--

--

12 to -15 a)

--

32/ 1 46/ 1

1115

Semi FreeC ut'g En 7A '15' Mild Steel

Cold Drawn or Normal -ised

0. 2 M ax %

1 35 0. 5 1 to 0.1 1.0 10 0.0 t 0 -45 0 0 to - to 6 % o -a) -- --- 1B ma 1.5 - 0. ma 2 2 18 x x% 0% 5 0 28 % b a) b) )

1115

En 8

'40' Carbo n Steel

Normal -ised

1 1 1 0. 0 1 5 0.0 0. 35 0.6 0.0 35 8 t 5 2 5 to - - 06 to 0 to - 6 % to to o to to 0.3 -- % -0. 1.0 - Ma 45 3 2 2 2 5 M 45 0% x c) 2 0 5 5 % ax % c) c c) 5 ) d) -- - ---- -- -- --

32 /1 46 /1

1040

'40' Supplied Carbo To En 8A n Comp'n Only Steel '40' Supplied Carbo To En 8B n Comp'n Steel Only '40' Supplied Carbo To En 8C n Comp'n Steel Only '40' Supplied Carbo To En 8D n Comp'n Only Steel En 8E '40' Supplied Carbo To

---

---

-----

n Steel

Comp'n Only ---

'40' Carbo Normal n -ised En 8K or Steel Spec H/Temp'd App '40' Carbo n En 8M Steel FreeC ut'g CD Norm H/Temp

---

En 8AM

'40' Carbo Supplied To n Steel Comp'n FreeC Only ut'g '40' Carbo Supplied n To Steel Comp'n FreeC Only ut'g '40' Carbo Supplied To n Steel Comp'n FreeC Only ut'g '40' Carbo Supplied n To Steel Comp'n FreeC Only ut'g '55' Norm Carbo CD n H/Temp'd Steel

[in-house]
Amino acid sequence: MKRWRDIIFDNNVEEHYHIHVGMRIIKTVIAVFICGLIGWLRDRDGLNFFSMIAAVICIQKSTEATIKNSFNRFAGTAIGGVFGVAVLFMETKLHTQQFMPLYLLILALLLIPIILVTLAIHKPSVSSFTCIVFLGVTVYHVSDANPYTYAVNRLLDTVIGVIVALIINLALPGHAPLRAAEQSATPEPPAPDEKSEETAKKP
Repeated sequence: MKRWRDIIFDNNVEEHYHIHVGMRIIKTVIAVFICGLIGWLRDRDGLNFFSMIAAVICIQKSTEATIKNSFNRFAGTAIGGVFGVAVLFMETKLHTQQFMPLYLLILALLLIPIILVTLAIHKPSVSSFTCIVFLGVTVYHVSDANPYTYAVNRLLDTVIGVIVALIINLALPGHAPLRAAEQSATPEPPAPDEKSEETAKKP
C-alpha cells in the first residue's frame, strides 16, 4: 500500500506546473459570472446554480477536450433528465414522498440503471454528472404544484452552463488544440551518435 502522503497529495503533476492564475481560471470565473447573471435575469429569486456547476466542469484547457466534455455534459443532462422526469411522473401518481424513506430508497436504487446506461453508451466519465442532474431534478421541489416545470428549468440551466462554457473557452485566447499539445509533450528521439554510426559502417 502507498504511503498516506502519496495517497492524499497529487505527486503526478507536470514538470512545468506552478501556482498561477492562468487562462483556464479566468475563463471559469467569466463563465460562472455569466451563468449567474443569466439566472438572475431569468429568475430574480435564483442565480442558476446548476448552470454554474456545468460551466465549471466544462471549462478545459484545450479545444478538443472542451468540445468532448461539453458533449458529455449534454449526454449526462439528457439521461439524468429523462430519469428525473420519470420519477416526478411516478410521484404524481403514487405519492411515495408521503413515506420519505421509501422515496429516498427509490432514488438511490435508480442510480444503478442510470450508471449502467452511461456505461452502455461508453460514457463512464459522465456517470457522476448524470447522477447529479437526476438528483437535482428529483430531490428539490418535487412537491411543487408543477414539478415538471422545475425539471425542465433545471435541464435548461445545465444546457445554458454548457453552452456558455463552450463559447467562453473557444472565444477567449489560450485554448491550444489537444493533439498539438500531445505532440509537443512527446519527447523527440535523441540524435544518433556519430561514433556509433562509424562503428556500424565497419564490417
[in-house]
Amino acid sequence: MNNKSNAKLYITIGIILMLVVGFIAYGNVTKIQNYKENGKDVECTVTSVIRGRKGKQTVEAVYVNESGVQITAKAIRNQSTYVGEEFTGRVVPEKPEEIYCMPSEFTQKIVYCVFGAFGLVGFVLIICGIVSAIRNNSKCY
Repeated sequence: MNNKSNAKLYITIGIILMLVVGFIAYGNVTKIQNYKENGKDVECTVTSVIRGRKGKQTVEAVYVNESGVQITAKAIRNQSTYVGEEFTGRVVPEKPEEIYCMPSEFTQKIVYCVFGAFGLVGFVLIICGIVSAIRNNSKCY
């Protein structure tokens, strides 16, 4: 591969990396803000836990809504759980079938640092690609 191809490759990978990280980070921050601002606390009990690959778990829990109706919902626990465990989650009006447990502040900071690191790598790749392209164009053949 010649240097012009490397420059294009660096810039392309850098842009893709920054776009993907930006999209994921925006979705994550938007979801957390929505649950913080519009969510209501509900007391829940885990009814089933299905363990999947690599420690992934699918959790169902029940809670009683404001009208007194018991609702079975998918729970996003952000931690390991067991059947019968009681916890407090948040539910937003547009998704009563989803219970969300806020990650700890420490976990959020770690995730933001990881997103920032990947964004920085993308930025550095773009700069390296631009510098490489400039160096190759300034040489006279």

---

En 8BM

---

En 8CM

---

En 8DM

---

En 9

---

'55' Norm Carbo CD En 9K n Hard'd & Steel Tempered '55' Carbo n % Nicke l Steel

---

En 10

Finally Heat Treated

---

En 11

'60' Carbo Hardened n and Chro Tempered mium Steel Norm 1% -alised Nicke Hardened l & Steel Tempered

---

En 12

---

1% Supplied Nicke To En 12A l Comp'n Steel Only 1% Supplied Nicke To En 12B l Comp'n Steel Only 1% Supplied Nicke To En 12C l Comp'n Steel Only Mang' ese Hardened Nicke En 13 & l Tempered Moly Steel En 14A Carbo n Norm'd Cold

---

---

---

---

---

Mang' Drawn ese & Steel Tempered Carbo n Mang' H/Rolled En ese 14A/1 Spec Norm'd App Steel Carbo Norm'd n Cold En 14B Mang' Drawn ese & Steel Tempered Carbo n Mang' Hardened En 15 ese and H/Te Tempered nsile Steel

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CATEGORY PLAIN CARBON STEEL

CARBON - Mn STEEL SEMI FREE CUTTING STEEL CHROME + MANGENSE STEEL CHROME + NICKEL STEEL